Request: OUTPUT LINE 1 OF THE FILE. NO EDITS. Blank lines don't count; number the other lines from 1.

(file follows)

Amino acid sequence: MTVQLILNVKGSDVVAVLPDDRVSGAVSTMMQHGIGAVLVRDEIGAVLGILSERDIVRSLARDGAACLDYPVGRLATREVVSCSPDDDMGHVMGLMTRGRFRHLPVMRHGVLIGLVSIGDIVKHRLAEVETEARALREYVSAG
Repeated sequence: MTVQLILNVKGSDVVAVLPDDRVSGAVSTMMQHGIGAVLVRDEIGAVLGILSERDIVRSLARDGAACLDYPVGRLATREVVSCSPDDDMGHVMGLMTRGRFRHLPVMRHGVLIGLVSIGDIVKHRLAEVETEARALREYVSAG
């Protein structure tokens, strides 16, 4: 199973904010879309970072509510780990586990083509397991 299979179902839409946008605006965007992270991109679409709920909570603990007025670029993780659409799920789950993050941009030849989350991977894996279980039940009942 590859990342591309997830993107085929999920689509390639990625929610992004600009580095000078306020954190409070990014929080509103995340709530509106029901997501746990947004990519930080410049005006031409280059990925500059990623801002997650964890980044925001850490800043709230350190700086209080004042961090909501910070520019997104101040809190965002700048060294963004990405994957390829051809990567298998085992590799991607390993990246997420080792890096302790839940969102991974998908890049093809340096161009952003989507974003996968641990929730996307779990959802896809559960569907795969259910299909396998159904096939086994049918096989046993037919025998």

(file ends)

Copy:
Amino acid sequence: MTVQLILNVKGSDVVAVLPDDRVSGAVSTMMQHGIGAVLVRDEIGAVLGILSERDIVRSLARDGAACLDYPVGRLATREVVSCSPDDDMGHVMGLMTRGRFRHLPVMRHGVLIGLVSIGDIVKHRLAEVETEARALREYVSAG